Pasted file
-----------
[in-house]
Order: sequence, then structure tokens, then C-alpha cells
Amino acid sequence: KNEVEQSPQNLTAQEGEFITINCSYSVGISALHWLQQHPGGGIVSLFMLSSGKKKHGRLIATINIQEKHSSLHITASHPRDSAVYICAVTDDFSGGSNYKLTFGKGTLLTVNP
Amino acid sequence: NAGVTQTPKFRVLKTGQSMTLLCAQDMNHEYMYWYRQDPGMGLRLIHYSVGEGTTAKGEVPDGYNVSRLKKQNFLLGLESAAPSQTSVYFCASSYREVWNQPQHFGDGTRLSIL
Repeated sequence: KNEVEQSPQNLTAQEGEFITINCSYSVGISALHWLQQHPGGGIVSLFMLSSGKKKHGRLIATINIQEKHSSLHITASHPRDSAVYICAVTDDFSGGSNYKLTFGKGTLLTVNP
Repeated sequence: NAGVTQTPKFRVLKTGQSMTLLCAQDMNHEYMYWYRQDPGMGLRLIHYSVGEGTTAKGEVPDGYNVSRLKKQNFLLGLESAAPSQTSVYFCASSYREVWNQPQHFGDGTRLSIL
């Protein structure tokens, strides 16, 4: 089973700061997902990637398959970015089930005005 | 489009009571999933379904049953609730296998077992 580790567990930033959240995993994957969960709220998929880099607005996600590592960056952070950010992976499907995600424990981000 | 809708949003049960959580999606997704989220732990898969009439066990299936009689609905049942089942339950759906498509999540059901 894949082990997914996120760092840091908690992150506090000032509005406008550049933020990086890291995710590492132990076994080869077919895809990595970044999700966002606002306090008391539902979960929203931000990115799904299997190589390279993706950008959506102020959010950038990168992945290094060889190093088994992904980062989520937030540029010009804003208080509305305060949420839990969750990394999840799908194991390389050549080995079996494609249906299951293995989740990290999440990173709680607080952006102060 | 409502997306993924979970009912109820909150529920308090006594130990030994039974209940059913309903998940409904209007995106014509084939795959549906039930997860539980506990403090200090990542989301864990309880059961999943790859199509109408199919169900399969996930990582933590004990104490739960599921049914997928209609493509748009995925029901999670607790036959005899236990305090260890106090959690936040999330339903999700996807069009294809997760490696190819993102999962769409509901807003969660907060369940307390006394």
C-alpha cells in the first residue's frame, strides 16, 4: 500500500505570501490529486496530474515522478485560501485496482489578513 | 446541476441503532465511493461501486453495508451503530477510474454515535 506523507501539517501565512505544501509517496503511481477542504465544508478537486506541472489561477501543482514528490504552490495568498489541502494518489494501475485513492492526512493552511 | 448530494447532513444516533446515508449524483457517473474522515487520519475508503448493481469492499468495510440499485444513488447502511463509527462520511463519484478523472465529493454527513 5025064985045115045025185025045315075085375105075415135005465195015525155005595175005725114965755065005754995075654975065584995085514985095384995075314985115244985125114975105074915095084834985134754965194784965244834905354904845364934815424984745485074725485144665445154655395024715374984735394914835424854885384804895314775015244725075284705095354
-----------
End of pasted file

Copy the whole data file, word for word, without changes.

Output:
[in-house]
Order: sequence, then structure tokens, then C-alpha cells
Amino acid sequence: KNEVEQSPQNLTAQEGEFITINCSYSVGISALHWLQQHPGGGIVSLFMLSSGKKKHGRLIATINIQEKHSSLHITASHPRDSAVYICAVTDDFSGGSNYKLTFGKGTLLTVNP
Amino acid sequence: NAGVTQTPKFRVLKTGQSMTLLCAQDMNHEYMYWYRQDPGMGLRLIHYSVGEGTTAKGEVPDGYNVSRLKKQNFLLGLESAAPSQTSVYFCASSYREVWNQPQHFGDGTRLSIL
Repeated sequence: KNEVEQSPQNLTAQEGEFITINCSYSVGISALHWLQQHPGGGIVSLFMLSSGKKKHGRLIATINIQEKHSSLHITASHPRDSAVYICAVTDDFSGGSNYKLTFGKGTLLTVNP
Repeated sequence: NAGVTQTPKFRVLKTGQSMTLLCAQDMNHEYMYWYRQDPGMGLRLIHYSVGEGTTAKGEVPDGYNVSRLKKQNFLLGLESAAPSQTSVYFCASSYREVWNQPQHFGDGTRLSIL
């Protein structure tokens, strides 16, 4: 089973700061997902990637398959970015089930005005 | 489009009571999933379904049953609730296998077992 580790567990930033959240995993994957969960709220998929880099607005996600590592960056952070950010992976499907995600424990981000 | 809708949003049960959580999606997704989220732990898969009439066990299936009689609905049942089942339950759906498509999540059901 894949082990997914996120760092840091908690992150506090000032509005406008550049933020990086890291995710590492132990076994080869077919895809990595970044999700966002606002306090008391539902979960929203931000990115799904299997190589390279993706950008959506102020959010950038990168992945290094060889190093088994992904980062989520937030540029010009804003208080509305305060949420839990969750990394999840799908194991390389050549080995079996494609249906299951293995989740990290999440990173709680607080952006102060 | 409502997306993924979970009912109820909150529920308090006594130990030994039974209940059913309903998940409904209007995106014509084939795959549906039930997860539980506990403090200090990542989301864990309880059961999943790859199509109408199919169900399969996930990582933590004990104490739960599921049914997928209609493509748009995925029901999670607790036959005899236990305090260890106090959690936040999330339903999700996807069009294809997760490696190819993102999962769409509901807003969660907060369940307390006394």
C-alpha cells in the first residue's frame, strides 16, 4: 500500500505570501490529486496530474515522478485560501485496482489578513 | 446541476441503532465511493461501486453495508451503530477510474454515535 506523507501539517501565512505544501509517496503511481477542504465544508478537486506541472489561477501543482514528490504552490495568498489541502494518489494501475485513492492526512493552511 | 448530494447532513444516533446515508449524483457517473474522515487520519475508503448493481469492499468495510440499485444513488447502511463509527462520511463519484478523472465529493454527513 5025064985045115045025185025045315075085375105075415135005465195015525155005595175005725114965755065005754995075654975065584995085514985095384995075314985115244985125114975105074915095084834985134754965194784965244834905354904845364934815424984745485074725485144665445154655395024715374984735394914835424854885384804895314775015244725075284705095354